The Quagga is an equid-hoofed animal that was once considered a separate species of zebra but is now confirmed to be a subspecies of the Burchell’s zebra.
The Quagga and the modern zebra differ only in that the zebra has a completely striped body color, and the quagga had a striped color only in front (behind – the chestnut color).
The body length of a quagga zebra is 180 cm.
The habitat of the quagga was South Africa.
Boers (people who inhabited these lands at that time) killed these animals because of their strongest skin.
Also, the quagga is actually the only extinct animal that was domesticated by man and was used to … protect herds of other domestic animals. Quagga zebras, much earlier than other domestic animals, sensed the approach of a predator and warned people with a sonorous “kuaha” cry, from which they got their name.
The last zebra quagga that lived in the wild was killed back in 1878, and in 1883 the world’s population lost the last quagga in the Amsterdam Zoo. All that is left of the quagga is 19 skins, 2-3 photos, and several paintings.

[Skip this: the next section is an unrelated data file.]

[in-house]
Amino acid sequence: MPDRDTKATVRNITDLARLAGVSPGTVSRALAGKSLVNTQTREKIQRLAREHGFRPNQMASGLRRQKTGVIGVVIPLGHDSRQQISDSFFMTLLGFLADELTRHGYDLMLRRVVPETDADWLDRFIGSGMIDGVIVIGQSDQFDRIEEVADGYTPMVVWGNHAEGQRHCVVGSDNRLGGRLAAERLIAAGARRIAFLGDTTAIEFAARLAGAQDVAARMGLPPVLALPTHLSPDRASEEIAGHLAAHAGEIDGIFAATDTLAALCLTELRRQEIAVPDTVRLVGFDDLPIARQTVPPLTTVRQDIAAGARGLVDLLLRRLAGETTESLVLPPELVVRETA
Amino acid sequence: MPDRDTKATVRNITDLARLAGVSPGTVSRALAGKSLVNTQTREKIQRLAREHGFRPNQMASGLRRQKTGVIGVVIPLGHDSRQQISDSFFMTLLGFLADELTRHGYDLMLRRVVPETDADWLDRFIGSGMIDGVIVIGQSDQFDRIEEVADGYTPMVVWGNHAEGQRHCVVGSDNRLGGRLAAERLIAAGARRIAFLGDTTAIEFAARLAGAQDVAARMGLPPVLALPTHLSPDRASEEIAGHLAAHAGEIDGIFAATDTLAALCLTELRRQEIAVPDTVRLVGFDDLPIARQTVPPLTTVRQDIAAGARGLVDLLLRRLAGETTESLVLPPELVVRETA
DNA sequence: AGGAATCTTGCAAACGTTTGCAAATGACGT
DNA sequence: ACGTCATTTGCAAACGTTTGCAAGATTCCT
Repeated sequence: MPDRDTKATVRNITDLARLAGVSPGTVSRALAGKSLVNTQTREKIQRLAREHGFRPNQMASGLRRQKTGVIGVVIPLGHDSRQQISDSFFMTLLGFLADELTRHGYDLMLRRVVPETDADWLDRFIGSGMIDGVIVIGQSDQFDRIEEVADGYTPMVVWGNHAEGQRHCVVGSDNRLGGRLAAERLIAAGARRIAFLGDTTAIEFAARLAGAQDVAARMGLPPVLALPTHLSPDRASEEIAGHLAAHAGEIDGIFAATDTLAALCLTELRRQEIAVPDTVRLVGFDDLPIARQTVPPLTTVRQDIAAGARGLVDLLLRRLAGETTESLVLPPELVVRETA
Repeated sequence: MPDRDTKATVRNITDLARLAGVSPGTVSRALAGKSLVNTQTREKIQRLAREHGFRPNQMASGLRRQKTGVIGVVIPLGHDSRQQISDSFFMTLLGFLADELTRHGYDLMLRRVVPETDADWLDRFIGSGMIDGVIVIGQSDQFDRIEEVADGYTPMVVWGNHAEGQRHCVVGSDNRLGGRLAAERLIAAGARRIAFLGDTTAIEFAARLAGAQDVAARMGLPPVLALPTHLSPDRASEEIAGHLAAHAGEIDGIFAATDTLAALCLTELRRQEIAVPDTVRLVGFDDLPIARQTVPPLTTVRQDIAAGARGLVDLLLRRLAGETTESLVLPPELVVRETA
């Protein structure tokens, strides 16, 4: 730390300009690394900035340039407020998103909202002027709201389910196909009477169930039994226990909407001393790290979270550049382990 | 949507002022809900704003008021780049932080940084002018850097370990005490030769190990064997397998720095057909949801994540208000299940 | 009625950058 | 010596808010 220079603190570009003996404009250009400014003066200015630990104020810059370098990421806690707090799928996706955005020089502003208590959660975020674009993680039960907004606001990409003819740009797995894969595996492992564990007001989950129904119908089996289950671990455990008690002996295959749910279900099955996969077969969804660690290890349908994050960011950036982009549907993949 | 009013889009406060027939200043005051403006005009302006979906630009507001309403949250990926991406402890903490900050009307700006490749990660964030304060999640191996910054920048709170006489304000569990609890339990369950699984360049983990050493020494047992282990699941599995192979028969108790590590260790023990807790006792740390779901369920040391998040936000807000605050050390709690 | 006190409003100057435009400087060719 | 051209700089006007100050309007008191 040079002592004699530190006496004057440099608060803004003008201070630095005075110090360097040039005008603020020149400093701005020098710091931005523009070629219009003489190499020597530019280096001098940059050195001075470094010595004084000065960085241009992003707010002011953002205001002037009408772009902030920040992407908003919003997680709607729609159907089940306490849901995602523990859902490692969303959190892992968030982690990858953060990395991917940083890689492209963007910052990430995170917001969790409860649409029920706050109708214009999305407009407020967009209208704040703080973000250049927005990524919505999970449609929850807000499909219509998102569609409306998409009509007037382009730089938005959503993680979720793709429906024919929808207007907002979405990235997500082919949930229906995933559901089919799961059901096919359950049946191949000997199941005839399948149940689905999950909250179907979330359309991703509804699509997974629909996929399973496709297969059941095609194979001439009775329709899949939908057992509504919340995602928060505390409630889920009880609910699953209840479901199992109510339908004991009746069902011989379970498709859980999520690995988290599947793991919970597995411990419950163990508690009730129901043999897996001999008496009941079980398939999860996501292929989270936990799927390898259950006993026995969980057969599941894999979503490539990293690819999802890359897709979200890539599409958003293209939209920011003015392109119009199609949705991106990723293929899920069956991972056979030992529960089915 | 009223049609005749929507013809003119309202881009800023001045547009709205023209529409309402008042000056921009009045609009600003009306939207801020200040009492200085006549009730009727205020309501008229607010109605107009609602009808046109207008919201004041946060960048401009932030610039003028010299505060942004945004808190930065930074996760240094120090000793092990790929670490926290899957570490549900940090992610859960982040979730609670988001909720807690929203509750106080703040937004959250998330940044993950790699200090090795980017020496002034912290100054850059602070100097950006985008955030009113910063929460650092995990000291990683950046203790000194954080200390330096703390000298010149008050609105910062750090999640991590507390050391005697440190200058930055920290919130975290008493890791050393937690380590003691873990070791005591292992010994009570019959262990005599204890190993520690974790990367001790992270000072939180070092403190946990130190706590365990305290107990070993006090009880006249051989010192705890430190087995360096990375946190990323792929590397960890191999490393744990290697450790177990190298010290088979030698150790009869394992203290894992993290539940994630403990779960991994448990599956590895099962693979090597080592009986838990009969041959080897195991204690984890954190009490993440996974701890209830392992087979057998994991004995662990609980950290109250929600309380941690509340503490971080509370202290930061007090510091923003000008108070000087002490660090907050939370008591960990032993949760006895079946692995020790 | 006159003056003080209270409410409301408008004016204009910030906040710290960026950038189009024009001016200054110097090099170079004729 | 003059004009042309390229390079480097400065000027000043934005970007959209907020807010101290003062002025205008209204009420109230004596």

In 1987, with the participation of expert zoologists, veterinarians, breeders, and geneticists, a project was launched to restore the quagga zebra, as a result of long-term work by the selection method, 9 animals of this species were bred, which were placed in the Etosha Park (Namibia).
In January 2005, Henry’s horse finally saw the light – a representative of the third generation of the quagga.
It looked much more like a typical quagga than some of the exhibits in museums made from natural quagga skins.
Scientists are now convinced that the quagga restoration project is successful and that soon the quagga will again inhabit the vastness of South Africa.